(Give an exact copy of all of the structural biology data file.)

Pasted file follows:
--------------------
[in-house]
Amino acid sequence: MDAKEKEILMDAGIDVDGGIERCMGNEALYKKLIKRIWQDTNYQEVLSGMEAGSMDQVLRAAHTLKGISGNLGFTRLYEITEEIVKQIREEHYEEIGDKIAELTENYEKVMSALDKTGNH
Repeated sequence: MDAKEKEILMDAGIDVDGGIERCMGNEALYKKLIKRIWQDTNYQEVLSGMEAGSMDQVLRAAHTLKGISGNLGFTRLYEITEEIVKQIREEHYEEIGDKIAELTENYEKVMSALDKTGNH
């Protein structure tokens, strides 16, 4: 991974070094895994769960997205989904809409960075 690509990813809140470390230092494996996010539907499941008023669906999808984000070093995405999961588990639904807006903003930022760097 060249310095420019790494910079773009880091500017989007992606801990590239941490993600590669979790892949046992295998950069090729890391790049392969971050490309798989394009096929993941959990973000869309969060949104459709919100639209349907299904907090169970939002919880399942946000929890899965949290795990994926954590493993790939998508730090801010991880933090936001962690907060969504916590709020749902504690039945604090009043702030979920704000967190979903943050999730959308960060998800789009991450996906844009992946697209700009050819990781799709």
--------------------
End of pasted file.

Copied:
[in-house]
Amino acid sequence: MDAKEKEILMDAGIDVDGGIERCMGNEALYKKLIKRIWQDTNYQEVLSGMEAGSMDQVLRAAHTLKGISGNLGFTRLYEITEEIVKQIREEHYEEIGDKIAELTENYEKVMSALDKTGNH
Repeated sequence: MDAKEKEILMDAGIDVDGGIERCMGNEALYKKLIKRIWQDTNYQEVLSGMEAGSMDQVLRAAHTLKGISGNLGFTRLYEITEEIVKQIREEHYEEIGDKIAELTENYEKVMSALDKTGNH
């Protein structure tokens, strides 16, 4: 991974070094895994769960997205989904809409960075 690509990813809140470390230092494996996010539907499941008023669906999808984000070093995405999961588990639904807006903003930022760097 060249310095420019790494910079773009880091500017989007992606801990590239941490993600590669979790892949046992295998950069090729890391790049392969971050490309798989394009096929993941959990973000869309969060949104459709919100639209349907299904907090169970939002919880399942946000929890899965949290795990994926954590493993790939998508730090801010991880933090936001962690907060969504916590709020749902504690039945604090009043702030979920704000967190979903943050999730959308960060998800789009991450996906844009992946697209700009050819990781799709």